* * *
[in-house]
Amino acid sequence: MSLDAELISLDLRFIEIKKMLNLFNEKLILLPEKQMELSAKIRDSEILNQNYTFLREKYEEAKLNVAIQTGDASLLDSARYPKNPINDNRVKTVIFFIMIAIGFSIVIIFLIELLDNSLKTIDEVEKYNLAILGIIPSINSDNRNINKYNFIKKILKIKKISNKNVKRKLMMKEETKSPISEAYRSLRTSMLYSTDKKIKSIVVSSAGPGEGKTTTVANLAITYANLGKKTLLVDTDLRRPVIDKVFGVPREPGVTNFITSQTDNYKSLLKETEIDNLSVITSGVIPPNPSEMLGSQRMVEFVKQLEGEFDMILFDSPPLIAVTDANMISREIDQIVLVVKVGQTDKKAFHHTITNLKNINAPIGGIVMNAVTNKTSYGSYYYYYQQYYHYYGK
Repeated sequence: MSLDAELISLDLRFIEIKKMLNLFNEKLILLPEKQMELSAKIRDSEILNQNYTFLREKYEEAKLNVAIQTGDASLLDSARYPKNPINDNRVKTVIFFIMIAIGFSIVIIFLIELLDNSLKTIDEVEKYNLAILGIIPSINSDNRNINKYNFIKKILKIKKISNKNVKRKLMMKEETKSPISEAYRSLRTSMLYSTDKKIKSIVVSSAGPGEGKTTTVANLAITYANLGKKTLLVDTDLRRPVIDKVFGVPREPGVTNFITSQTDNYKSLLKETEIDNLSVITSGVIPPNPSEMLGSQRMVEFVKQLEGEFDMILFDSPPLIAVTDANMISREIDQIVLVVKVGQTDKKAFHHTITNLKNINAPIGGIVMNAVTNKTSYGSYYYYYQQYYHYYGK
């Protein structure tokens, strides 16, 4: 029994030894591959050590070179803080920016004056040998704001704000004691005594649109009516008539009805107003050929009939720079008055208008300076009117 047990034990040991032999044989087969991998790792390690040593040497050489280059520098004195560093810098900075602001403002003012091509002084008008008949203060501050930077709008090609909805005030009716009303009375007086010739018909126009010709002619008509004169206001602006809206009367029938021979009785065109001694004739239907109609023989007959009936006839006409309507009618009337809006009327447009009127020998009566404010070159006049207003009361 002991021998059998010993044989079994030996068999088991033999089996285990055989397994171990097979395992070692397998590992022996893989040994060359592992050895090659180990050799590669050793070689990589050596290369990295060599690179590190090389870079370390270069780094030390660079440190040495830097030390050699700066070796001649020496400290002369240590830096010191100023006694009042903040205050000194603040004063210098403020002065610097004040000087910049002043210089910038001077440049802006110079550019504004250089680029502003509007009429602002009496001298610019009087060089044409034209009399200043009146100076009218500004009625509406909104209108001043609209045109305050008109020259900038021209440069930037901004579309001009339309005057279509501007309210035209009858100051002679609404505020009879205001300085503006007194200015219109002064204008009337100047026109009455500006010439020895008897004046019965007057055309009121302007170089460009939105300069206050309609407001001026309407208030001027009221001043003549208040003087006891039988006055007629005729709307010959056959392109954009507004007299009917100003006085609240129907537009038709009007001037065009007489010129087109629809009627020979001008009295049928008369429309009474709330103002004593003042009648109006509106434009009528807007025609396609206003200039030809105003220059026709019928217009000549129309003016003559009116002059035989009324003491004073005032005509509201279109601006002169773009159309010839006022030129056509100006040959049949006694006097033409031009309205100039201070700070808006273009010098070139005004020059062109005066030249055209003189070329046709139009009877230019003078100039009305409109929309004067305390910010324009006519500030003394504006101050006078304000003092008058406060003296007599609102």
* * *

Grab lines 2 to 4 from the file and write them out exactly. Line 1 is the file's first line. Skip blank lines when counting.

Amino acid sequence: MSLDAELISLDLRFIEIKKMLNLFNEKLILLPEKQMELSAKIRDSEILNQNYTFLREKYEEAKLNVAIQTGDASLLDSARYPKNPINDNRVKTVIFFIMIAIGFSIVIIFLIELLDNSLKTIDEVEKYNLAILGIIPSINSDNRNINKYNFIKKILKIKKISNKNVKRKLMMKEETKSPISEAYRSLRTSMLYSTDKKIKSIVVSSAGPGEGKTTTVANLAITYANLGKKTLLVDTDLRRPVIDKVFGVPREPGVTNFITSQTDNYKSLLKETEIDNLSVITSGVIPPNPSEMLGSQRMVEFVKQLEGEFDMILFDSPPLIAVTDANMISREIDQIVLVVKVGQTDKKAFHHTITNLKNINAPIGGIVMNAVTNKTSYGSYYYYYQQYYHYYGK
Repeated sequence: MSLDAELISLDLRFIEIKKMLNLFNEKLILLPEKQMELSAKIRDSEILNQNYTFLREKYEEAKLNVAIQTGDASLLDSARYPKNPINDNRVKTVIFFIMIAIGFSIVIIFLIELLDNSLKTIDEVEKYNLAILGIIPSINSDNRNINKYNFIKKILKIKKISNKNVKRKLMMKEETKSPISEAYRSLRTSMLYSTDKKIKSIVVSSAGPGEGKTTTVANLAITYANLGKKTLLVDTDLRRPVIDKVFGVPREPGVTNFITSQTDNYKSLLKETEIDNLSVITSGVIPPNPSEMLGSQRMVEFVKQLEGEFDMILFDSPPLIAVTDANMISREIDQIVLVVKVGQTDKKAFHHTITNLKNINAPIGGIVMNAVTNKTSYGSYYYYYQQYYHYYGK
């Protein structure tokens, strides 16, 4: 029994030894591959050590070179803080920016004056040998704001704000004691005594649109009516008539009805107003050929009939720079008055208008300076009117 047990034990040991032999044989087969991998790792390690040593040497050489280059520098004195560093810098900075602001403002003012091509002084008008008949203060501050930077709008090609909805005030009716009303009375007086010739018909126009010709002619008509004169206001602006809206009367029938021979009785065109001694004739239907109609023989007959009936006839006409309507009618009337809006009327447009009127020998009566404010070159006049207003009361 002991021998059998010993044989079994030996068999088991033999089996285990055989397994171990097979395992070692397998590992022996893989040994060359592992050895090659180990050799590669050793070689990589050596290369990295060599690179590190090389870079370390270069780094030390660079440190040495830097030390050699700066070796001649020496400290002369240590830096010191100023006694009042903040205050000194603040004063210098403020002065610097004040000087910049002043210089910038001077440049802006110079550019504004250089680029502003509007009429602002009496001298610019009087060089044409034209009399200043009146100076009218500004009625509406909104209108001043609209045109305050008109020259900038021209440069930037901004579309001009339309005057279509501007309210035209009858100051002679609404505020009879205001300085503006007194200015219109002064204008009337100047026109009455500006010439020895008897004046019965007057055309009121302007170089460009939105300069206050309609407001001026309407208030001027009221001043003549208040003087006891039988006055007629005729709307010959056959392109954009507004007299009917100003006085609240129907537009038709009007001037065009007489010129087109629809009627020979001008009295049928008369429309009474709330103002004593003042009648109006509106434009009528807007025609396609206003200039030809105003220059026709019928217009000549129309003016003559009116002059035989009324003491004073005032005509509201279109601006002169773009159309010839006022030129056509100006040959049949006694006097033409031009309205100039201070700070808006273009010098070139005004020059062109005066030249055209003189070329046709139009009877230019003078100039009305409109929309004067305390910010324009006519500030003394504006101050006078304000003092008058406060003296007599609102």